These 2 columns divs will remain horizontally on the row (i.e. float: left;) for tablets screens and larger (≥768px width). For smaller than 768px width screens (like that of all smartphones), they will be slacked to horizontal (i.e. float: none;).

You will also note I have put “.img-responsive” class for the logo image. This class makes the image responsive (will scale nicely for screen sizes that are smaller than the image width).

Now our header has become responsive. I like to tell you that We don’t have to put any custom CSS codes at all for this header portion. Bootstrap is taking care of it automatically. Saving a good amount of our time!

Using Bootstrap to Create Body Responsive

The body has 2 divs which are the “Main Body Content” and the “Sidebar”. To add these 2 divs I can create a new row (just after where the header row ends) and place these 2 divs inside it. The HTML is given below:

<div class="container">
    <!—Header Row -->
    <div class="row">
        <div class="col-sm-8">
            Main Body Content
        <div class="col-sm-4">

Explanation: The HTML is quite easy to understand. After the end of header row I have put a new row for the body divs. Inside this row I placed the 2 divs for the 2 columns.

These 2 columns will remain floated for tablets and larger screen. For smartphones they will slack horizontally.

The “Main Body Content” div being twice the size of “Sidebar” div.

Using Bootstrap to Create Footer Responsive

Now only the footer is left. Just like what I did for the header and body, the HTML of the footer will be:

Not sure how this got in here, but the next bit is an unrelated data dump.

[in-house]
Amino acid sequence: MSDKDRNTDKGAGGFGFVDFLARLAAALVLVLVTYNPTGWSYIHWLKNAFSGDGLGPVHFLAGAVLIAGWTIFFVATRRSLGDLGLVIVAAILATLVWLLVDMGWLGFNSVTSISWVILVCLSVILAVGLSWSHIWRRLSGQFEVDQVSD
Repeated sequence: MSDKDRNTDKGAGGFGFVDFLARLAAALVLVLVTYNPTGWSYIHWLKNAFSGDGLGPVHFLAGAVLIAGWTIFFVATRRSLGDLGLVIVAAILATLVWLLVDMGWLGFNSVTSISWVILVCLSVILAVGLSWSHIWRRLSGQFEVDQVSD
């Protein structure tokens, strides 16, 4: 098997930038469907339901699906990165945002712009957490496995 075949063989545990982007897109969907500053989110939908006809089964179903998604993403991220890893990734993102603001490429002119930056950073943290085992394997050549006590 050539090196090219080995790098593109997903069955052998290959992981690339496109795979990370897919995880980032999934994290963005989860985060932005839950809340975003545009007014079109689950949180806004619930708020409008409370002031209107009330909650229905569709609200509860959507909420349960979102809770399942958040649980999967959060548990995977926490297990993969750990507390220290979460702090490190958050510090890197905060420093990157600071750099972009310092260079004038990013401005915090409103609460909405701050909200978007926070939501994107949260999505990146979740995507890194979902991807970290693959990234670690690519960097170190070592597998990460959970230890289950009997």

<div class="container">
    <!—Header Row -->
    <!—Body Row -->
    <div class="row">
        <div class="textCenter col-sm-12">

Explanation: The footer row contains just a single column so I made a full width column (.col-sm-12) .

The work of the “.textCenter” class is to align the text at the center. You have to define this class in our website custom CSS.

.textCenter {
    text-align: center;

That’s the end of the coding part. As I have successfully used Bootstrap to convert all portions of the web page to responsive ones. The demo and code download links are given below:


If you open the web page in laptop and iPhone 7, you will find the look similar to the image below:

laptop iphone 7 view

Checking How Bootstrap Performs in Our Web Page

To check how Bootstrap Performs in our web page you can take the help of Chrome DevTools. It can be opened by right clicking on the web page in chrome browser and then select “Inspect”.

The DevTools window will open at the bottom of your Chrome browser. Now click on the “Toggle device toolbar” icon.
Chrome DevTools

From here you can check how the web page will look in difference devices (Galaxy S5, iPhone 6, iPhone 6 Plus, iPad and more).

This is how we can Use Bootstrap to create any sort of Responsive Design. This is only a starting tutorial but it will provide you a good understanding of Bootstrap framework.

You can avoid Bootstrap framework and create a responsive design by using CSS Media Queries. Check the article CSS Media Queries for Responsive Web Design which covers this topic.

Have any question on Bootstrap? Why not ask it on the comment section below.

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This article has been written by the Technical Staff of YogiHosting. Check out other articles on "WordPress, SEO, jQuery, HTML" and more.